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11.a. User Administration
Setting a root Password
Before you forget, set the root password by typing:
If you want root to be able to log on through the serial console, add tts/0 to /etc/securetty:
# echo "tts/0" >> /etc/securetty
Adding a User for Daily Use
Working as root on a Unix/Linux system is dangerous and should be avoided as much as possible. Therefore it is strongly recommended to add a user for day-to-day use.
For instance, to create a user called john who is member of the wheel group (be able to change to root using su), users group (default for all users) and audio group (be able to use audio devices):
# useradd john -m -G users,wheel,audio,tty -s /bin/bash # passwd john Password: (Enter the password for john) Re-enter password: (Re-enter the password to verify)
If a user ever needs to perform some task as root, they can use su - to temporarily receive root privileges. Another way is to use the sudo package which is, if correctly configured, very secure.
11.b. Reboot and Enjoy
Congratulations! Your Gentoo system is now ready. Exit the chrooted environment and unmount all mounted partitions. Then type in that one magical command you have been waiting for: reboot.
# exit # cd / # umount /mnt/gentoo/boot /mnt/gentoo/proc /mnt/gentoo # reboot
Of course, don't forget to remove the bootable CD, otherwise the CD will be booted again instead of your new Gentoo system.
OldWorld PPC users will boot in MacOS since their bootloader isn't installed yet. Those users should read Optional: Configuring BootX. MIPS users will have to do some more tweaking in their MIPS PROM to get Gentoo to work. Those users should read Optional: Getting Gentoo/MIPS to Work.
GRP users can continue with Optional: Install GRP Packages, all the rest can finish up with Where to go from here?.
Optional: Configuring BootX
Important: This subsection is only for PPC users who want to use BootX as bootloader. All other readers should skip this subsection.
Now your machine is booted in MacOS, open the BootX control panel. Select Options, and uncheck Used specified RAM disk. When you return to the BootX main screen, you will now find an option to specify your machine's root disk and partition. Fill these in with the appropriate values.
BootX can be configured to start Linux upon boot. If you do this, you will first see your machine boot into MacOS then, during startup, BootX will load and start Linux. See the BootX home page for more information.
If you are a GRP users you can continue with Optional: Install GRP Packages, otherwise go to Where to go from here?.
Optional: Getting Gentoo/MIPS to Work
Important: This subsection is only for MIPS users! All other readers should skip this subsection.
When you are rebooted, go to the System Maintenance Menu and select Enter Command Monitor (5). If you want to test your new Gentoo installation, you can just run boot -f <kernel name>. To have your system permanently boot into the Gentoo installation, you need to set some variables in the MIPS PROM:
1) Start System 2) Install System Software 3) Run Diagnostics 4) Recover System 5) Enter Command Monitor Option? 5 Command Monitor. Type "exit" to return to the menu. (<root device> = Gentoo's root partition, e.g. /dev/sda3) >> setenv OSLoadPartition <root device> (To list the available kernels, type "ls") >> setenv OSLoader <kernel name> >> setenv OSLoadFilename <kernel name> (Declare the kernel parameters you want to pass) >> setenv OSLoadOptions <kernel parameters> (Provide the location of the Volume Header) >> setenv SystemPartition scsi(0)disk(1)rdisk(0)partition(8) (Automatically boot Gentoo) >> setenv AutoLoad Yes (Set the timezone) >> setenv TimeZone EST5EDT (Use the serial console - graphic adapter users should have "g" instead of "d1" (one)) >> setenv console d1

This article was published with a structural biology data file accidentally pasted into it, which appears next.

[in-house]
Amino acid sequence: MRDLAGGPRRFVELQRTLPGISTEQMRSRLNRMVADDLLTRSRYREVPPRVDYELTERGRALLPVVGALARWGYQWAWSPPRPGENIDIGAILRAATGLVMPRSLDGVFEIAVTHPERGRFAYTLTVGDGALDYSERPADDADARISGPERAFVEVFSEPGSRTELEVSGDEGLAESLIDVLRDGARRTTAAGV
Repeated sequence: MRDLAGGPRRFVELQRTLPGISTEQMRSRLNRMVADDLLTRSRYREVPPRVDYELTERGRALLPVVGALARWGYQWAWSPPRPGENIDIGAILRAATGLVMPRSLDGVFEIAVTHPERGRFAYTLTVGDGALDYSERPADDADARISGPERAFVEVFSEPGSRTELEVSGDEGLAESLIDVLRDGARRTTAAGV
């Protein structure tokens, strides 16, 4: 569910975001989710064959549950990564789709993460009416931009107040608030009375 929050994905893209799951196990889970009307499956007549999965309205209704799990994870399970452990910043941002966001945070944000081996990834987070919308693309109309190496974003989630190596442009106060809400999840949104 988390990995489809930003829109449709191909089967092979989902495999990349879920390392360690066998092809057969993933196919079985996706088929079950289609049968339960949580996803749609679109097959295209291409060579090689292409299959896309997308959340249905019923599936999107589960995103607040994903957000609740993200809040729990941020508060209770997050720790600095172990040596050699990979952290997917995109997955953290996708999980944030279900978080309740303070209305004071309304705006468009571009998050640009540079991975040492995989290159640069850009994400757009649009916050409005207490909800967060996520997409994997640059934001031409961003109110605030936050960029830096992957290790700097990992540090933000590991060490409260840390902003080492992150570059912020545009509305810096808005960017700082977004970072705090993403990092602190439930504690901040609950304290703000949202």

Now you're ready to enjoy Gentoo!
Optional: Install GRP Packages
Important: This part is for GRP users only. Other users should skip this part and continue with Where to go from here?.
Now that your system is booted, log on as the user you created (for instance, john) and use su - to gain root privileges:
$ su - Password: (Enter your root password)
Now we need to change the Portage configuration to look for the prebuilt binaries from the second CD (Gentoo Packages CD). First mount this CD:
(Put the Gentoo Packages CD in the CD tray) # mount /mnt/cdrom
Now configure Portage to use /mnt/cdrom for its prebuilt packages:
# ls /mnt/cdrom (If there is a /mnt/cdrom/packages directory:) # export PKGDIR="/mnt/cdrom/packages" (Otherwise:) # export PKGDIR="/mnt/cdrom"
Now install the packages you want. The Packages CD contains several prebuilt binaries, for instance KDE:
# USE="bindist" emerge --usepkg kde
The USE="bindist" is needed when you install XFree (either directly or as a dependency). It prevents the downloading of Microsoft's core fonts (which we cannot distribute on our LiveCDs).
Be sure to install the binaries now. When you do an emerge sync to update Portage (as you will learn later), the prebuilt binaries might not match against the ebuilds in your updated Portage. You can try to circumvent this by using emerge --usepkgonly instead of emerge --usepkg.
Congratulations, your system is now fully equiped! Continue with Where to go from here? to learn more about Gentoo.
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